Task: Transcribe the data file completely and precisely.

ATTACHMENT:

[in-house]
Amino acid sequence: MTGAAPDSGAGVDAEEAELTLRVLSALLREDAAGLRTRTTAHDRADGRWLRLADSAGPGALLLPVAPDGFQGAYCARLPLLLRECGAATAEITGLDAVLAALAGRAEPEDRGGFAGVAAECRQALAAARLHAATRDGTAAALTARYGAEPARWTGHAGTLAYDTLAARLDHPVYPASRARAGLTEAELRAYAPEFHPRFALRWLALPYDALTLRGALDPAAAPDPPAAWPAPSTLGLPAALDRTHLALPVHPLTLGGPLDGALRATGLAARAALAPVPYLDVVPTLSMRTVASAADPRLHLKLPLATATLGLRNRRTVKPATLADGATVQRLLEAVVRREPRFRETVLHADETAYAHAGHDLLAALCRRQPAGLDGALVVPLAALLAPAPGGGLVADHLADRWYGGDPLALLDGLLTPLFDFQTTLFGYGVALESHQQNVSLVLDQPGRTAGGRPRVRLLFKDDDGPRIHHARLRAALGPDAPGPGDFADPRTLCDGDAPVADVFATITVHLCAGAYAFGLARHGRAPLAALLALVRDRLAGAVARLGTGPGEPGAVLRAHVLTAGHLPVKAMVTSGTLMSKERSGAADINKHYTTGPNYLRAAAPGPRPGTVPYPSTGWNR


[in-house]
Amino acid sequence: MTGAAPDSGAGVDAEEAELTLRVLSALLREDAAGLRTRTTAHDRADGRWLRLADSAGPGALLLPVAPDGFQGAYCARLPLLLRECGAATAEITGLDAVLAALAGRAEPEDRGGFAGVAAECRQALAAARLHAATRDGTAAALTARYGAEPARWTGHAGTLAYDTLAARLDHPVYPASRARAGLTEAELRAYAPEFHPRFALRWLALPYDALTLRGALDPAAAPDPPAAWPAPSTLGLPAALDRTHLALPVHPLTLGGPLDGALRATGLAARAALAPVPYLDVVPTLSMRTVASAADPRLHLKLPLATATLGLRNRRTVKPATLADGATVQRLLEAVVRREPRFRETVLHADETAYAHAGHDLLAALCRRQPAGLDGALVVPLAALLAPAPGGGLVADHLADRWYGGDPLALLDGLLTPLFDFQTTLFGYGVALESHQQNVSLVLDQPGRTAGGRPRVRLLFKDDDGPRIHHARLRAALGPDAPGPGDFADPRTLCDGDAPVADVFATITVHLCAGAYAFGLARHGRAPLAALLALVRDRLAGAVARLGTGPGEPGAVLRAHVLTAGHLPVKAMVTSGTLMSKERSGAADINKHYTTGPNYLRAAAPGPRPGTVPYPSTGWNR